Do you do the embroidery yourself? Do you have a machine?
I have a machine, but for the Champion sweaters, I outsource embroidery. Those are really ridiculous. I don't understand why people are interested in them. I love them, don’t get me wrong—I love the idea of creating something crazy and tacky and generic, and writing “Chanel” all over it. Yes, it’s ridiculous — but they kind of didn't take much thought, which is the whole premise of the project: simplifying all these brands and making the logos super in your face and kinda tacky and catchy. It’s so funny, I’ve been making them for a year, and I’ve seen like 50 stores rip them off. It’s backfiring on me. [Laughs]
I sold them once, only ten of them because I wanted to see what would happen. I was getting a ton of Instagram DMs from people wanting to buy them and they sold out as soon as I put them up for sale. It’s hilarious, because I'm bootlegging brands and now other brands are bootlegging my bootlegs.
Why don’t you want to sell them?
When you start selling or mass producing things, they lose their value. I am not interested in being a designer and I am not interested in monetizing my ideas. I would rather just have one-off’s for myself, and if someone wants something badly, they can find a way to make it, just like I did.
Would you consider yourself a writer, then, if not an artist?
If someone asked me about my profession, I’d say I’m a writer or work in e-commerce. I’ve been doing it for a while. Instagram is a hobby, and a fun, non-serious project. It’s cool to make people uncomfortable and take them out of their element.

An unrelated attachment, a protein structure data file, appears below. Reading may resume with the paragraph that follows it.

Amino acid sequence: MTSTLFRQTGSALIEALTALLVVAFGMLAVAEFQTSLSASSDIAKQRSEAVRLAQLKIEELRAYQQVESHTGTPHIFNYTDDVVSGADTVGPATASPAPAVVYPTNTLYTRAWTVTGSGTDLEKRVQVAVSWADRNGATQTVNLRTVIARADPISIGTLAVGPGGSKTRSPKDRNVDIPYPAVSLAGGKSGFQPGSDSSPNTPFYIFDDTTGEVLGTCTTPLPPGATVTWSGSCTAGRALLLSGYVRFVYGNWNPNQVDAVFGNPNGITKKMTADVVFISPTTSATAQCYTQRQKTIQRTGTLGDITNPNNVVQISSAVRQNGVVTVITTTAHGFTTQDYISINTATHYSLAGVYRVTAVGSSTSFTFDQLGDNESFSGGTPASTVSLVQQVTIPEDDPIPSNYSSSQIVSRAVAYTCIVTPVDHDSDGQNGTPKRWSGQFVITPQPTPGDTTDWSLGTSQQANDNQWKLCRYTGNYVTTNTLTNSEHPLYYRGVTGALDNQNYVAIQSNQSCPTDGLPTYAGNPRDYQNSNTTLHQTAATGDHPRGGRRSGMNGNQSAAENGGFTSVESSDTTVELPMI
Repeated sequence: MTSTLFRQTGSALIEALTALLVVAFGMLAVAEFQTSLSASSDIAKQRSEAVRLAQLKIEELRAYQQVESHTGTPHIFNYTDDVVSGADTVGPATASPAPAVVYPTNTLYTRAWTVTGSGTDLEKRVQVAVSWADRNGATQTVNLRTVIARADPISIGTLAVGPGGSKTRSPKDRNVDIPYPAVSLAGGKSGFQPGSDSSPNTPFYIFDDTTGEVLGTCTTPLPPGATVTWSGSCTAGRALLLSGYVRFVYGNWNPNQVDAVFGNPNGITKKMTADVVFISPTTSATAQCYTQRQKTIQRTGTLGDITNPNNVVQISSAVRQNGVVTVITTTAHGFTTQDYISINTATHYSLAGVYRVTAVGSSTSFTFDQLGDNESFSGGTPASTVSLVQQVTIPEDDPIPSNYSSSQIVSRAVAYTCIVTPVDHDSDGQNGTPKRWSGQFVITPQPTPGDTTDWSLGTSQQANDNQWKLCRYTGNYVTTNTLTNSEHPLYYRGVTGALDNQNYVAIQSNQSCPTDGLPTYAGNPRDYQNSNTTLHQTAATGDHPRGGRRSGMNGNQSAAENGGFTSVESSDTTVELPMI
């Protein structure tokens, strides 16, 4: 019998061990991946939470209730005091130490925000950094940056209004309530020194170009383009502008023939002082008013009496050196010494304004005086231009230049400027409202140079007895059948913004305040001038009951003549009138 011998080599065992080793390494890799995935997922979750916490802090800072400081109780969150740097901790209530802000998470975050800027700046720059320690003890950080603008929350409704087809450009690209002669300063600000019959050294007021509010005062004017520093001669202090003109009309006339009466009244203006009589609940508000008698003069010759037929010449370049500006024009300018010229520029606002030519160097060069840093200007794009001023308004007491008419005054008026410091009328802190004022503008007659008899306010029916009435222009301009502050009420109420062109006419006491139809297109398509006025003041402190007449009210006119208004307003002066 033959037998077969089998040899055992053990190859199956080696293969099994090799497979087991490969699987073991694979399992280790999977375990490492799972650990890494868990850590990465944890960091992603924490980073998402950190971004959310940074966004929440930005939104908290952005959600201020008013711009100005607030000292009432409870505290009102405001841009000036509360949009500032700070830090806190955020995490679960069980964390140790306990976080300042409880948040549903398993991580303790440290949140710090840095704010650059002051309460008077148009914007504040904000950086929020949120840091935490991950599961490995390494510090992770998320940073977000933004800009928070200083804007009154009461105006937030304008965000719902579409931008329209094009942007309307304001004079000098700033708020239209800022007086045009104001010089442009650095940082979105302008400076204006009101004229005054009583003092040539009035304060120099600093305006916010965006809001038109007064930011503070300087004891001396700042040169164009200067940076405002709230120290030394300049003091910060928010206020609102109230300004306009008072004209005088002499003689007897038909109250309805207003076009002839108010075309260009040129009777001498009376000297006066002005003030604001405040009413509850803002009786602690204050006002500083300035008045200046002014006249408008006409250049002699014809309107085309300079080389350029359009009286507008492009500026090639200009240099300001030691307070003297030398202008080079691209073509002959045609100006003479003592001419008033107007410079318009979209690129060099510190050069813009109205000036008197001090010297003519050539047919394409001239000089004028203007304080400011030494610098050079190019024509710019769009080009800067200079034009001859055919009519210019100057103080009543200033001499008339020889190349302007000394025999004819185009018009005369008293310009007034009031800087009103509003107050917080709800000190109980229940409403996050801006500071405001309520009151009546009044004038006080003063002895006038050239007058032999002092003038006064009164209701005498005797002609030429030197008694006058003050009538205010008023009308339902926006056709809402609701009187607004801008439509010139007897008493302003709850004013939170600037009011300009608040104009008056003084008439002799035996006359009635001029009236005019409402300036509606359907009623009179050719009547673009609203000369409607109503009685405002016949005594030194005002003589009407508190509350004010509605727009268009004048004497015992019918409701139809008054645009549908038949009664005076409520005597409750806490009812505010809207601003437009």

Do you get a lot of mean comments?
Sure. They usually come from streetwear kids that don’t get that this is a joke. They’re traumatized by the “It Aint Laurent Without Yves” era of bootlegs. But it’s fine, so am I.
Reconceptualizing and rethinking existing ideas is the whole basis of art and fashion. People rip off Raf Simons and Margiela for example, and no one ever points it out. The other day I saw that some brand had called out another brand for “copying” a sweater, but the actual original concept of the garment came from a Raf Simons collection. It was an exact copy!
What is one accomplishment you’re most proud of?
I guess not getting trampled on in this city, and getting a job; a real one. Also being in the New York Times. That was a great achievement. The New York Times is no joke. I’ve had Vogue and W magazines cover me before, which is incredible, but the New York Times is the most important newspaper in the world. The guy who wrote about me told me that he fucks with what I do, and that he really gets it, and that was a really good feeling.
On another note, I saw the Hot Cheetos shoe concept reblogged/regrammed so much!
I find this “regram” thing very funny. I always wanted to say this in interviews. So many repost accounts exist. Inspiration and meme accounts that just steal and repost content. I get that it’s sort of to create a moodboard, but if you have cool ideas and the capacity to create things—even if you’re not that crafty—you can make something original. Do it in photoshop, or draw something by hand; go out there and take original pictures. Go and create the ridiculous thing in your mind! You can be lazy and repost things and get a million likes, but that’s not what this is about. You need to put out creative and new original things in the universe. That’s the only way we can grow.
Why, at the end of the day, do you think people are really into your stuff?
Because it’s not so literal. My creations are not meant to be functional, necessarily. I fuse the high with the low, and repurpose mundane objects from the everyday. Luxury brands are something we’ve all grown up with, whether we are buying it or just seeing them, their iconography means something different to everyone. It’s a ubiquitous thing that resonates with all of us.
Check out more from Ava Nirui here.
Special thanks Bella Stewart.